Very simply put, Bill paid too much for every single item he bought. Way too much. In fact, some of the items Bill bought were absolutely worthless. And lest you think Bill got screwed by the dealer who bought the items from him, Bill brought his items to several dealers, and all of the offers Bill received were less than 1/10th of what he actually paid for the items originally. For example, one of the items was a Statue of Liberty, limited edition, commemorative coin, layered in Gold, from the American Mint. Bill paid almost $90 for this limited edition coin, touted by the American Mint as having a mintage of only 50,000 pieces. Bill thought he was getting a good deal. Especially after hearing advertisement after advertisement and program after program by the home shopping networks of the rising price of gold. In fact, the spokesmen have gone out of their way to stress gold prices, and the fact that these coins are layered in PURE 24K GOLD. So they must be valuable right?
Well, this particular example of the Liberty Commemorative Coin Bill bought is made of copper-nickel layered in Gold, but what the American Mint and Home Shopping Networks and all of the other companies Bill bought his coins from DO NOT TELL him or any other customer, is that there is less than 2 CENTS worth of gold in these coins. Not only do these places emphasize the rising price of gold, they stress the limited quantities and availability of these items. Available at these low prices for a limited time only!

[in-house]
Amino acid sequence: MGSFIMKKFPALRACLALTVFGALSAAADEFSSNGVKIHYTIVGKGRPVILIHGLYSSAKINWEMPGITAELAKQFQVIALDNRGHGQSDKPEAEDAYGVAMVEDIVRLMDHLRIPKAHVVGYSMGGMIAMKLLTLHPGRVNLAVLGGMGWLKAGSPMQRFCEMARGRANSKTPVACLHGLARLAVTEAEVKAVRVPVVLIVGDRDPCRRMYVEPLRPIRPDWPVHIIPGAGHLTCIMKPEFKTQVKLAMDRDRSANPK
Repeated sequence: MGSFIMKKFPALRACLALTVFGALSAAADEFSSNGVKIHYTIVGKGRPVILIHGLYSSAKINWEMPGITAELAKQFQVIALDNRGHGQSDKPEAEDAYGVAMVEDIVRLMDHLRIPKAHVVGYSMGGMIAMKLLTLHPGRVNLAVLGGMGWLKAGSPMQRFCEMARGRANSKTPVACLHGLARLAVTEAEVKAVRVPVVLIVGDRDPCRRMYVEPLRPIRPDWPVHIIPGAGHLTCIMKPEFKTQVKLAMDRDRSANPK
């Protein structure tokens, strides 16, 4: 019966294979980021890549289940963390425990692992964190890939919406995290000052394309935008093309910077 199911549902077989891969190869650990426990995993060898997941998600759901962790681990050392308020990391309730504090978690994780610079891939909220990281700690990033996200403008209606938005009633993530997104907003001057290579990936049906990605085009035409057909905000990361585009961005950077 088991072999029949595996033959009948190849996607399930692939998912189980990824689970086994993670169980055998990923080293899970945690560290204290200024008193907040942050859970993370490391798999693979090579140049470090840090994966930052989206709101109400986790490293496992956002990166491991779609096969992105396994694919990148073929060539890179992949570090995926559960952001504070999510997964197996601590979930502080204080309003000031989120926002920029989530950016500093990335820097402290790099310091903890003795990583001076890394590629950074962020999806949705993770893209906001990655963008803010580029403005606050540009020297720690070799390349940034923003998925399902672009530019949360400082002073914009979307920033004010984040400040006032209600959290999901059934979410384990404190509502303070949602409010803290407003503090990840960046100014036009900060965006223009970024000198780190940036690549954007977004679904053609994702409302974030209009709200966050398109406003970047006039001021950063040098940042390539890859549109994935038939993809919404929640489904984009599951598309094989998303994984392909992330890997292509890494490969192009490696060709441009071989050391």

This Liberty Commemorative coin has a metallic content value of less than .25 cents, which is all it is really worth. It isn't even a US Government issue coin. It isn't even legal tender. It is a nearly worthless medal slug, minted by a private corporation, for the purpose of making a profit for itself at the expense of uninformed buyers, who have been seduced by assumption-inducing tactics, plain and simple. Bill Johnson didn't get screwed when he sold his coin collection. Bill got screwed when he bought them. Bill spent tens of thousands of dollars on items that were worth less than a penny on the dollar.